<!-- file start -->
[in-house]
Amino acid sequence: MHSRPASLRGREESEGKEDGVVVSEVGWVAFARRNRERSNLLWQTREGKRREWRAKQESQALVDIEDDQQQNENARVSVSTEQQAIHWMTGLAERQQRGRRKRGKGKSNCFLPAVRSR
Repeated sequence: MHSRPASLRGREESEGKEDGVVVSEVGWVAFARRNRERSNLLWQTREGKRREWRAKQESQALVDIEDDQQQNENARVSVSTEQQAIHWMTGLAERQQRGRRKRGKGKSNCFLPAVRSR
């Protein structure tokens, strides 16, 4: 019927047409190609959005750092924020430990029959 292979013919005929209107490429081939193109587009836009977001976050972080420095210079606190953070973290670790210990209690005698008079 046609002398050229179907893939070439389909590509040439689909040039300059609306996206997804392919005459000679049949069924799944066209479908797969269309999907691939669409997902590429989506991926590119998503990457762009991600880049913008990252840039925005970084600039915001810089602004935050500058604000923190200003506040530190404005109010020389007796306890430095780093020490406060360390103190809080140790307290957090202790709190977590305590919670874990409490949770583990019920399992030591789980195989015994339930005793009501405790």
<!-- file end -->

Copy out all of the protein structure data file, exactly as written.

[in-house]
Amino acid sequence: MHSRPASLRGREESEGKEDGVVVSEVGWVAFARRNRERSNLLWQTREGKRREWRAKQESQALVDIEDDQQQNENARVSVSTEQQAIHWMTGLAERQQRGRRKRGKGKSNCFLPAVRSR
Repeated sequence: MHSRPASLRGREESEGKEDGVVVSEVGWVAFARRNRERSNLLWQTREGKRREWRAKQESQALVDIEDDQQQNENARVSVSTEQQAIHWMTGLAERQQRGRRKRGKGKSNCFLPAVRSR
């Protein structure tokens, strides 16, 4: 019927047409190609959005750092924020430990029959 292979013919005929209107490429081939193109587009836009977001976050972080420095210079606190953070973290670790210990209690005698008079 046609002398050229179907893939070439389909590509040439689909040039300059609306996206997804392919005459000679049949069924799944066209479908797969269309999907691939669409997902590429989506991926590119998503990457762009991600880049913008990252840039925005970084600039915001810089602004935050500058604000923190200003506040530190404005109010020389007796306890430095780093020490406060360390103190809080140790307290957090202790709190977590305590919670874990409490949770583990019920399992030591789980195989015994339930005793009501405790």